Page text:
Owning a home comes with many ups and downs. If you can manage to sell it at a profit, it makes the additional maintenance costs, home improvements, and insurance and tax payments worth the effort. Additionally, if you've inherited a property or received one as a gift and plan to sell it, you may have profits coming your way. Understanding how to calculate your cost basis and any potential capital gains on the property will give you an idea of how selling it could impact your tax obligation.
Defining Capital Gains
The Internal Revenue Service defines capital gains as any excess money you make on the sale of a property over and above its adjusted cost basis. The original cost basis of your property is the amount you paid for it. Figuring out the adjusted cost basis involves documenting costs associated with several events that may occur while you own the house, such as capital improvements, home additions and casualty losses.
Determining Adjusted Cost Basis
In general, improvements that increase the value of the home or prolong its life increase the cost basis of the property. Room additions and system upgrades add value to the property, and are deductible on your taxes when you sell it if the improvements are still in place. Insurance payments you receive to bring the property back to its original condition decrease your cost basis. For a comprehensive list of improvements that increase your cost basis review IRS's Publication 523.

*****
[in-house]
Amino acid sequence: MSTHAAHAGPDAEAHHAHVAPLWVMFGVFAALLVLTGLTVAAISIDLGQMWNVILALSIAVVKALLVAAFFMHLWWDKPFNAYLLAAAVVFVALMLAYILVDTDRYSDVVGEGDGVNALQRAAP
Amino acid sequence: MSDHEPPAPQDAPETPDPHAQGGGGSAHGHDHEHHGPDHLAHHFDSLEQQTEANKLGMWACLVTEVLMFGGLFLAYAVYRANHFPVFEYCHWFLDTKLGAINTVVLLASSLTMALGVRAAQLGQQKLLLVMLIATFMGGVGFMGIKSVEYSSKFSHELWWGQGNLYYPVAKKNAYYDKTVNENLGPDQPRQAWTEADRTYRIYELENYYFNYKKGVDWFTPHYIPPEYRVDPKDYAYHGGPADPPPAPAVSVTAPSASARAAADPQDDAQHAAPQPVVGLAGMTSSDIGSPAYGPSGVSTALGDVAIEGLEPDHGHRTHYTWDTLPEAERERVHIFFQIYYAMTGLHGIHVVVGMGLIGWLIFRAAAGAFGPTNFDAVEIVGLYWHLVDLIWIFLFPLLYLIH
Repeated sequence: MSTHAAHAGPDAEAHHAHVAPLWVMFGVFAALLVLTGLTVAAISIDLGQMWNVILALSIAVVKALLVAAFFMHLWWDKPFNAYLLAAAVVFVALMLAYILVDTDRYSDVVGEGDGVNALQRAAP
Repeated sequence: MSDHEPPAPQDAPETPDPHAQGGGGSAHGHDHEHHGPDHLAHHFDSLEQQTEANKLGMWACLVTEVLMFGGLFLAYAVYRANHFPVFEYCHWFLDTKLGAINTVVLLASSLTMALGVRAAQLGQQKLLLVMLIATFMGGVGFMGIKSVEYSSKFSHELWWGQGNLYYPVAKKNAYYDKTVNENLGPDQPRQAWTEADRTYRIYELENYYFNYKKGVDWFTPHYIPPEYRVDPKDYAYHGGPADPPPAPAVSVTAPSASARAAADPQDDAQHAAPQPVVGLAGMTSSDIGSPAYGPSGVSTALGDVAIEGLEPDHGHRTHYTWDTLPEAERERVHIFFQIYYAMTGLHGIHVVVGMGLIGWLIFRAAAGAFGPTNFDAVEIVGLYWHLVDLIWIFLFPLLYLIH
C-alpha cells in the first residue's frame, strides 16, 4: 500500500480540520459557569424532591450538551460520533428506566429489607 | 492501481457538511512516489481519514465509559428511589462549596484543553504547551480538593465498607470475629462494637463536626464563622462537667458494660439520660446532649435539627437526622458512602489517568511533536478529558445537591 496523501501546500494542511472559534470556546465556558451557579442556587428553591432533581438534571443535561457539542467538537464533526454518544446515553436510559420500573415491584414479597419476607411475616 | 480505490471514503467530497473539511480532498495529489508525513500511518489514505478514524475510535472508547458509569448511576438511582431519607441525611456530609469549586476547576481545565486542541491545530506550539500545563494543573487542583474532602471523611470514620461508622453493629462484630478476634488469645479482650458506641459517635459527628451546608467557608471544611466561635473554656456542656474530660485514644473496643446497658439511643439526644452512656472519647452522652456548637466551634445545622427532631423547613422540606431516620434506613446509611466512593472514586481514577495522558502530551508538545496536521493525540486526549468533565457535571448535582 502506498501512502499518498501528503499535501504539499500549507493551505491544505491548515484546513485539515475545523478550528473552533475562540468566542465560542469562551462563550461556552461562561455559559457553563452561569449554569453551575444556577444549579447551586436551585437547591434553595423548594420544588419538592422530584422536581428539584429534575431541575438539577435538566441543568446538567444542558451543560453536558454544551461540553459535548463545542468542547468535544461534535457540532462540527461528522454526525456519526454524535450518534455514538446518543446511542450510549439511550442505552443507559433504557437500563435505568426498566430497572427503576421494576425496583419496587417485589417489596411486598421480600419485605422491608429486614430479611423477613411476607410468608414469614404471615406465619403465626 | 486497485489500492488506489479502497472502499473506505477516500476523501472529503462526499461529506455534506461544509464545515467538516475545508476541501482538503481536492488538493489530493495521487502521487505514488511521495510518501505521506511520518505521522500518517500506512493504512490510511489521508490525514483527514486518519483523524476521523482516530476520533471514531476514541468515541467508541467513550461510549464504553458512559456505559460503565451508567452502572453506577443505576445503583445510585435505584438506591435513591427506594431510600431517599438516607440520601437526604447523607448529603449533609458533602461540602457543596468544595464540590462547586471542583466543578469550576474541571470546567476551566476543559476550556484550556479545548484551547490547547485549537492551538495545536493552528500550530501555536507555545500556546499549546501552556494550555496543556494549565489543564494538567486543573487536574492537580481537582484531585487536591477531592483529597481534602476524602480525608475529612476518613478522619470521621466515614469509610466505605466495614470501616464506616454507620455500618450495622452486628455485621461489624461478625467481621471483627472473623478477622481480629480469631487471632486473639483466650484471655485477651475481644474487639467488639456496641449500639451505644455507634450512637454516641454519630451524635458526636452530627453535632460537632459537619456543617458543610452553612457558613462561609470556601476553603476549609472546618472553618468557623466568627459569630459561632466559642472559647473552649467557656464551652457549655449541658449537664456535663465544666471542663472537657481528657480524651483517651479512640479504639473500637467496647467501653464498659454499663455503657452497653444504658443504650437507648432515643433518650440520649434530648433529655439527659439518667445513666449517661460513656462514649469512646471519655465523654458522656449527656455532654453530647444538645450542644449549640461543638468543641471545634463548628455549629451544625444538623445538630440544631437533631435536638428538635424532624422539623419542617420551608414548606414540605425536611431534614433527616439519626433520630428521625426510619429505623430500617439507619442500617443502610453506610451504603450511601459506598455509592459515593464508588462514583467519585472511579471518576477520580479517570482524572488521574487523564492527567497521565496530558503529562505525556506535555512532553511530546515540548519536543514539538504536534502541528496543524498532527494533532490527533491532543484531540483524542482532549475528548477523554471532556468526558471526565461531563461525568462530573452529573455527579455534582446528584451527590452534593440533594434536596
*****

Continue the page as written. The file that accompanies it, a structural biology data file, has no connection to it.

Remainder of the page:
Capital Gains Exclusions
The IRS lets you deduct up to $250,000 in capital gains if you're single or $500,000 if you're married filing jointly. The property must be your primary residence for two of the last five years prior to the sale in order to use this capital exclusion. In many cases you may not have any taxable capitals gains as a result of the exclusion unless you've lived in the home for several years and it's appreciated significantly in an expensive real estate market.
Investment Property Rules
If you're an investment property owner, you get to deduct the cost of many repairs and capital improvements in the year you make them through allowed deductions and depreciation. Finding your adjusted cost basis may be less straightforward, because the depreciation you took while you owned your investment property will decrease the cost basis. The IRS requires you to recapture a portion of the depreciation and deduct it from your cost basis.
Inherited and Gifted Property
Figuring the cost basis of inherited or gifted property is different than property you have purchased. The cost basis of an inherited property is determined by the market value of the property on the date you receive it. For gifted property, cost basis simply transfers ownership, and the previous owner's adjusted cost basis becomes your adjusted cost basis for the home.
Forms To Use
The IRS requires that you report capital property gains on Form 8949, Sales and Other Dispositions of Capital Assets. Include the date of purchase, original cost, date of sale, and the adjusted cost basis of the property. Report the capital gain or loss from Form 8949 on Schedule D, Capital Gains and Losses, of the 1040 tax form.
Monica Dillon has more than 10 years experience in real estate sales, marketing, investing and appraising. She specializes in energy efficiency building practices and renewable energy. Dillon has been syndicated by the National Newspaper Publisher's Association. Her work has also appeared in the "Journal Of Progressive Human Services."